President Kennedy’s nomination of Byron White in 1962 illustrates how much less ideological the vetting of Supreme Court nominees was 50 years ago than it is today.

Kennedy had been White’s friend since 1939 when the two met in England. White had worked on Kennedy’s 1960 presidential campaign. He was relatively young (44) and highly accomplished — a Rhodes Scholar, a former Supreme Court clerk, and deputy attorney general under Robert Kennedy.

According to a biography of White by University of Chicago law professor Dennis Hutchinson, Kennedy didn’t examine White’s judicial views before picking him. White “was with us in the campaign, he had a good relationship with the president, and we just assumed that took care of the matter,” Kennedy aide Mike Feldman said later.

White angered liberals with his anti-abortion views, and in his majority decision in Bowers v. Hardwick which upheld Georgia’s anti-sodomy law in 1986. White scoffed that it was “facetious” to claim that gay people had a constitutionally protected right to privacy which would invalidate the Georgia law.

But on the signature Kennedy-era issues such as federal intervention to ensure equal rights for black Americans, White remained very much a Kennedy liberal.

Issues such as gay rights that became contentious later weren’t issues at all for the high court in 1962. There was no liberal or conservative position on gay rights in 1962 — so it could not be a litmus test for choosing a nominee.

As for the Republican nominees who turned out to disappoint conservatives, Yalof said some of the supposed surprises really weren’t surprises to those who were paying attention.

“There were concerns raised on the inside (of Republican administrations) about O’Connor and (Anthony) Kennedy at the time of their nominations. Remember, Kennedy was the third choice and was chosen by a president who was entering his lame duck year.”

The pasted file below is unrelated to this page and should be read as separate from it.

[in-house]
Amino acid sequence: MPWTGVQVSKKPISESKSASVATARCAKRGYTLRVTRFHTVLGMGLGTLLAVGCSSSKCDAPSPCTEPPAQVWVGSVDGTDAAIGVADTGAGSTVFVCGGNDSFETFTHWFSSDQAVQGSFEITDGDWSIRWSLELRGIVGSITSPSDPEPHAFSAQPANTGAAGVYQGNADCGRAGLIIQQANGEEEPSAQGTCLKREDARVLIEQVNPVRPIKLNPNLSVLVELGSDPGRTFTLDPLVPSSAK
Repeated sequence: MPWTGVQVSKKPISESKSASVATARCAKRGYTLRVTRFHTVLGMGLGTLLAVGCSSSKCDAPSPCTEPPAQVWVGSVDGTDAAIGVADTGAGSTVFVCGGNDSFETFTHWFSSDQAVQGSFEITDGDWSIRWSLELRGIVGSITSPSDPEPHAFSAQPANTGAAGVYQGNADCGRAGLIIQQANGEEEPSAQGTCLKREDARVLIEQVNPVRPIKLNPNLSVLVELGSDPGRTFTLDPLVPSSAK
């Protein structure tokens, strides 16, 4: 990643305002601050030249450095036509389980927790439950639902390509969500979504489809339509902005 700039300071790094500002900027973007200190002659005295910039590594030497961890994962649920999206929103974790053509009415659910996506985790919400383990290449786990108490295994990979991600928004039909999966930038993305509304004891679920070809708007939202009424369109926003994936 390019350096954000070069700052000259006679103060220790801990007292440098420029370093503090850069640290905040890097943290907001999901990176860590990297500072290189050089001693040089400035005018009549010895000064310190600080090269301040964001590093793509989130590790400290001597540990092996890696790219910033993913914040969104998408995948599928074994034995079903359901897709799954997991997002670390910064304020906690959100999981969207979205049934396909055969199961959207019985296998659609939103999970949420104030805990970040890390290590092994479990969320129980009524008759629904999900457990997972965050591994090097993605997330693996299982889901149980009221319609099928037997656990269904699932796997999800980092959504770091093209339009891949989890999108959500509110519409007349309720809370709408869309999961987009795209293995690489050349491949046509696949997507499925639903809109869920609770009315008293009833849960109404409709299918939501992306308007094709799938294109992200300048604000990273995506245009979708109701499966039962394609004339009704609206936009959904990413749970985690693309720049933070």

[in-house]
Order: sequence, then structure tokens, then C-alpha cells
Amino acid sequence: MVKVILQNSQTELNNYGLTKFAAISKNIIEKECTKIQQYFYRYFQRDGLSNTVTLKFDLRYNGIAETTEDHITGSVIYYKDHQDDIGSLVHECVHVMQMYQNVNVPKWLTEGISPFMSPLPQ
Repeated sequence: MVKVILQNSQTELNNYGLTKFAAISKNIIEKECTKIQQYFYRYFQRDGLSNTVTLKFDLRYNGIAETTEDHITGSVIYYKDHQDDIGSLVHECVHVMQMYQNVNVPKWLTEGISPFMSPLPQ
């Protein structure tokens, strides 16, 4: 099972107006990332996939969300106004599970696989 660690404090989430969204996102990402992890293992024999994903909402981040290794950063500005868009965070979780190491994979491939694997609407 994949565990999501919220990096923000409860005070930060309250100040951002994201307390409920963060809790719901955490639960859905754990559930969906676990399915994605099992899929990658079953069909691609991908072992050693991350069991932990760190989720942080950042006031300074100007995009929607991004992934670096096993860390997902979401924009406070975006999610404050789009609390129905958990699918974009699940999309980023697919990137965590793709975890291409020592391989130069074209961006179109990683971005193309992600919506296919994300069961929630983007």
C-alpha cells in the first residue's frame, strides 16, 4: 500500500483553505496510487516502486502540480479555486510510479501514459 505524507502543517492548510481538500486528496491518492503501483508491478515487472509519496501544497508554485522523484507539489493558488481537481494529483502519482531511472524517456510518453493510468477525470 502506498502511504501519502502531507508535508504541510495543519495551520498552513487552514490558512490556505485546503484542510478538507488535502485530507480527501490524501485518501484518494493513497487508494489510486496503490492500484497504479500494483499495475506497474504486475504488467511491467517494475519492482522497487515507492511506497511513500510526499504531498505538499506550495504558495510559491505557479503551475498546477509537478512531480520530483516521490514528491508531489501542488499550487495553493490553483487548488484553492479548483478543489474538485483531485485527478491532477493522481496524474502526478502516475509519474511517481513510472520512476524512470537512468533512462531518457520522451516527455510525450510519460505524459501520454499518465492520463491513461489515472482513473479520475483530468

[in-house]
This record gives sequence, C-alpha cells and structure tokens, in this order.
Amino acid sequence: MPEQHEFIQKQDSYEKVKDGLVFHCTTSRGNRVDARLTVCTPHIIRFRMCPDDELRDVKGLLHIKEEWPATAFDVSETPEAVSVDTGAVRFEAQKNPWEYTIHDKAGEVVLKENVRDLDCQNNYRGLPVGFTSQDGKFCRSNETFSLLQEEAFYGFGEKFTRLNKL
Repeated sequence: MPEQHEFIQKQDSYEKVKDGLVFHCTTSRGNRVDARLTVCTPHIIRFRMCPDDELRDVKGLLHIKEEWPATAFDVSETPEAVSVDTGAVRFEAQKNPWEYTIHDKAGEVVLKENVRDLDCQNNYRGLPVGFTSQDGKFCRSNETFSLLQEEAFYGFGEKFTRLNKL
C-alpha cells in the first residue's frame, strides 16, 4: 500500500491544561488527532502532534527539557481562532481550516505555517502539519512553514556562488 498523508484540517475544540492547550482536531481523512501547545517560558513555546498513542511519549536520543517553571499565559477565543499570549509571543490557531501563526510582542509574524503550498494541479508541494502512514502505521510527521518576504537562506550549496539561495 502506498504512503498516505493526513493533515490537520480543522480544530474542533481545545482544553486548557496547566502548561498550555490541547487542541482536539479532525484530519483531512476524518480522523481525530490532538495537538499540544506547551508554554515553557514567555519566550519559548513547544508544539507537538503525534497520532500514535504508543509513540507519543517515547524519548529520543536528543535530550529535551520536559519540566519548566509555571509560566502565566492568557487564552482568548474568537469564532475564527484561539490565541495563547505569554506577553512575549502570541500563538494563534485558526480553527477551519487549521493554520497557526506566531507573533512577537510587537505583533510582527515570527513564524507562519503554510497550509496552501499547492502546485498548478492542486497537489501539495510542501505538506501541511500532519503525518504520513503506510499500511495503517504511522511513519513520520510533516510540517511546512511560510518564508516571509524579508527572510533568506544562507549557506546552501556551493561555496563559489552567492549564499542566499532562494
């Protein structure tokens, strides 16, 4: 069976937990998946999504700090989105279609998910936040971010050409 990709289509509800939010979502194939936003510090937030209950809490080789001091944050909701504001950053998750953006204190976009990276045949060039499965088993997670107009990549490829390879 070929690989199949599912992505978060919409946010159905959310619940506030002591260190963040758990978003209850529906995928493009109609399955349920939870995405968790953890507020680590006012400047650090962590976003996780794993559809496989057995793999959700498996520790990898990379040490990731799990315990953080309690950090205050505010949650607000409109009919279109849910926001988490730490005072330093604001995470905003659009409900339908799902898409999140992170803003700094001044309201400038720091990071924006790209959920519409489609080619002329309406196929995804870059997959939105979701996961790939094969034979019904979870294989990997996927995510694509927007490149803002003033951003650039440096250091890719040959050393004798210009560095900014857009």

Kennedy was Reagan’s third-choice pick for the court after Bork was defeated and nominee Douglas Ginsburg bowed out due to a controversy over his having smoked marijuana.

Nixon’s nominee Lewis Powell “was not really that much of a surprise either — he was a conservative Democrat chosen because he was strong on law and order, and that’s pretty much how he played out,” said Yalof. In 1971 when Nixon picked Powell he “was not even thinking about affirmative action or abortion… he was thinking of law and order and the need to appease the South.”

When Ford chose Stevens in 1975, Yalof said, he allowed Attorney General Edward Levi “to set a mostly non-ideological tone to the selection process that produced Stevens, who everyone knew was a moderate.”

Yalof said that Souter and Blackmun “were probably the biggest disappointments” to conservative Republicans since President Dwight Eisenhower's nominees Earl Warren and William Brennan in the 1950s.

And “Souter was a stealth candidate chosen because his record was so slim” on inflammatory issues such as abortion. Bush’s obsession with finding a stealth nominee came partly from his having observed the Bork battle and his wish to avoid a similar confirmation fight.

Another factor in the Souter nomination, said Yalof, was that "George H.W. Bush wasn’t really a passionate social conservative like Reagan" or his son George W. Bush. "When White House Chief of Staff John Sununu assured him that Souter would be a true conservative, that was good enough,” Yalof explained.

In the end, sheer numbers often determine the outcome in nomination battles. “If Obama had a 51-49 advantage in the Senate, he would face many of the same difficulties as Bush faced in 1990” when he chose Souter, said Yalof.

Obama’s 59 Democratic votes in the Senate make it exceedingly unlikely that Sotomayor will turn out to be a surprise to liberals — or the Democratic version of David Souter.